What are acetabulum fractures?

Updated: Jun 25, 2019
  • Author: David S Levey, MD; Chief Editor: Felix S Chew, MD, MBA, MEd  more...
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For the patient with a traumatized acetabulum, accurate radiographic diagnosis and classification are the cornerstones of effective clinical care. Acetabular fractures are caused by high kinetic energy, and satisfactory management requires differentiation of the fracture types. The classification system of Judet and Letournel has led to improved management of such injuries. [1, 2, 3, 4] However, trauma-related acetabular fractures are often complex, with multiple fragments and secondary fracture lines. Computed tomography (CT) provides information regarding the extent of the fracture and is complementary to radiography for ascertaining the spatial arrangement of fracture fragments. Three-dimensional (3D) reconstruction of CT data can be helpful in understanding the complex fracture patterns.

Acetabular fractures are often complex injuries and the result of high-energy trauma with associated injuries. Understanding and classification of these rare injuries using radiography can be difficult and are much facilitated by the addition of CT. Using multidetector CT (MDCT) with two-dimensional (2D) multiplanar reformatted (MPR) images and 3D volume-rendered images, the supplemental oblique radiographic Judet views can usually be omitted. MDCT is an indispensable tool in preoperative imaging of acetabular fractures, as well as postoperative imaging in complicated cases. MDCT is excellent for detailed imaging of fracture extent, joint congruency, step-offs or gaps in the joint surface, and entrapped osteochondral fragments. [1, 5, 6]

Most acetabular fractures occur in the setting of significant trauma secondary to either a moving vehicular accident or a high-velocity acute-deceleration injury. Blunt force is exerted on the femur, is transmitted through the femoral head, and is transferred to the acetabulum. The direction and magnitude of the force, as well as the position of the femoral head, determine the pattern of acetabular injury. The determination of the pattern of injury is key to the classification of an acetabular fracture, which, in turn, is critical to yield the highest quality orthopedic surgical treatment and therapy.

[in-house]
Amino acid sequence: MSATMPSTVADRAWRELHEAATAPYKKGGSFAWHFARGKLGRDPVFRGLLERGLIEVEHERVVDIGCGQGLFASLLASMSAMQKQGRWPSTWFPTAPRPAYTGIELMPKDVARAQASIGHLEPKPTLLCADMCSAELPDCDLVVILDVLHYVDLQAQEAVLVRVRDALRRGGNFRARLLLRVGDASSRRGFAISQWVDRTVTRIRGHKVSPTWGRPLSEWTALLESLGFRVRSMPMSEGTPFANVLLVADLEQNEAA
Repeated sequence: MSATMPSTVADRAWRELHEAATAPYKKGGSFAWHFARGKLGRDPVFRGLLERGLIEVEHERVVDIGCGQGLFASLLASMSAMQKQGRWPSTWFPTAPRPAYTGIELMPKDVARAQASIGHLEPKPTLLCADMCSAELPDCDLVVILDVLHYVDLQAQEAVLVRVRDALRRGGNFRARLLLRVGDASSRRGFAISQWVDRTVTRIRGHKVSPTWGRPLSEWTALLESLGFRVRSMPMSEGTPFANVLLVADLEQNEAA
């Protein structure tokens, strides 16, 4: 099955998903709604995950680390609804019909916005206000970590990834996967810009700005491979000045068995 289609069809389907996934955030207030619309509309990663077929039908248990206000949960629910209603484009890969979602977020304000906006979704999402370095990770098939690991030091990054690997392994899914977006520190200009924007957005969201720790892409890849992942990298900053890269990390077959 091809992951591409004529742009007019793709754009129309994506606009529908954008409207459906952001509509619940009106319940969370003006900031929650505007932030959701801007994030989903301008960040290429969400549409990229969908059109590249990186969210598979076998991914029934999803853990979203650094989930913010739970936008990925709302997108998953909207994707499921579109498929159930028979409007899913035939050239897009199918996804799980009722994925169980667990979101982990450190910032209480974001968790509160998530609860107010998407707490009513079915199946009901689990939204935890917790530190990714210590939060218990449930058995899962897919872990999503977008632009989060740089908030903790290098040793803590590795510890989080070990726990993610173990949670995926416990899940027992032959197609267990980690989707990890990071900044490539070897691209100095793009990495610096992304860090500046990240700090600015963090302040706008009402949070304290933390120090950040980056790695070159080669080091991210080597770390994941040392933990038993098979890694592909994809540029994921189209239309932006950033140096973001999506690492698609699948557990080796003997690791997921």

Once the acetabular fracture is classified, appropriate therapy may be planned and implemented. [7, 8, 9, 10, 11] The anatomy of the acetabulum and computed tomography (CT) images of fractures are depicted below.

Lateral view of the left acetabulum. The left femu Lateral view of the left acetabulum. The left femur has been removed. The articular surface of the acetabulum is in the shape of an inverted horseshoe (outlined in red). The anterior column of the acetabulum includes most of the iliac wing, the anterior acetabulum, and the superior pubic ramus. The posterior column begins at the sciatic notch and includes the posterior portion of the acetabulum and the ischium.
Acetabular fracture orientation with a computed to Acetabular fracture orientation with a computed tomography (CT) scan. A CT scan of the left acetabulum obtained at the level of the dome shows that transverse-type acetabular fractures have a vertical (sagittal) orientation. Column-type fractures have a horizontal (coronal) orientation.
Acetabular fracture orientation with a computed to Acetabular fracture orientation with a computed tomography (CT) scan. A CT scan of the left midacetabulum shows that wall fractures have an oblique orientation.

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